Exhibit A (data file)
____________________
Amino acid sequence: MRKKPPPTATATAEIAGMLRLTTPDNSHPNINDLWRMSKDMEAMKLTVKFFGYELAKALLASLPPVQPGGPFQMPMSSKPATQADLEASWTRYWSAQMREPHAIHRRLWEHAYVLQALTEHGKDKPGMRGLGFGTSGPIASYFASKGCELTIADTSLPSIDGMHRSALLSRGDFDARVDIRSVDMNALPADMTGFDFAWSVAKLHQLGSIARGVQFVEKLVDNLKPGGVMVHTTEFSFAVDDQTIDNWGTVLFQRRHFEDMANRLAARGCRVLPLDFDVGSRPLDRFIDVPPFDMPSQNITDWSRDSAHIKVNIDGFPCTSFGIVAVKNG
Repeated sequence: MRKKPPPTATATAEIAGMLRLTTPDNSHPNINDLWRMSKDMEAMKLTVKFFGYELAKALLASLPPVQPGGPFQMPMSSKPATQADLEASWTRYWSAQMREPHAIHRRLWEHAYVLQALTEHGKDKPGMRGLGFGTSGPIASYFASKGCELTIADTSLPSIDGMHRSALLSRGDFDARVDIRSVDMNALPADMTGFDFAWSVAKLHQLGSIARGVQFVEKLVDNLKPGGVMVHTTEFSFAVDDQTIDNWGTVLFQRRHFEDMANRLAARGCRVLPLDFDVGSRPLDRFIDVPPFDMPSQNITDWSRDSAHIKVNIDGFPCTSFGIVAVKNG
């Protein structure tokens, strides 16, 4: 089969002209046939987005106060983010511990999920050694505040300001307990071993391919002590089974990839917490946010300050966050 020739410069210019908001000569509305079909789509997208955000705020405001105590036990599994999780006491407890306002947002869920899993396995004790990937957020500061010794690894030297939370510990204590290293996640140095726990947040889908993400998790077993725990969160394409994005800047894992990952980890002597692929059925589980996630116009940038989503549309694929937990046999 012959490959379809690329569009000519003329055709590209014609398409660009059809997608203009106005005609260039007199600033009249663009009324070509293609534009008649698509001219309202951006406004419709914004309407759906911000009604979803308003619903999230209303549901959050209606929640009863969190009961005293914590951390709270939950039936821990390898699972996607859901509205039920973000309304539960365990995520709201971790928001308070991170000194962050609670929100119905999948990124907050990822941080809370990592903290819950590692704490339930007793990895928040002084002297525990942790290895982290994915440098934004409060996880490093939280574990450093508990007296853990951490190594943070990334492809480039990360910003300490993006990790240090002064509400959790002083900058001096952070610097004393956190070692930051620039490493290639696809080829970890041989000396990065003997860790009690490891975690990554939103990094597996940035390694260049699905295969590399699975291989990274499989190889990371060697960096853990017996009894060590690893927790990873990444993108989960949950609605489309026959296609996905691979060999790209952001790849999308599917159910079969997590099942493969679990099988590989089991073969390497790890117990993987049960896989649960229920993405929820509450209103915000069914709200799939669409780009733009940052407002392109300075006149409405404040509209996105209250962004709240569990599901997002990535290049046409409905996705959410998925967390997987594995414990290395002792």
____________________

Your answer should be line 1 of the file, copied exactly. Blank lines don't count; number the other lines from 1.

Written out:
Amino acid sequence: MRKKPPPTATATAEIAGMLRLTTPDNSHPNINDLWRMSKDMEAMKLTVKFFGYELAKALLASLPPVQPGGPFQMPMSSKPATQADLEASWTRYWSAQMREPHAIHRRLWEHAYVLQALTEHGKDKPGMRGLGFGTSGPIASYFASKGCELTIADTSLPSIDGMHRSALLSRGDFDARVDIRSVDMNALPADMTGFDFAWSVAKLHQLGSIARGVQFVEKLVDNLKPGGVMVHTTEFSFAVDDQTIDNWGTVLFQRRHFEDMANRLAARGCRVLPLDFDVGSRPLDRFIDVPPFDMPSQNITDWSRDSAHIKVNIDGFPCTSFGIVAVKNG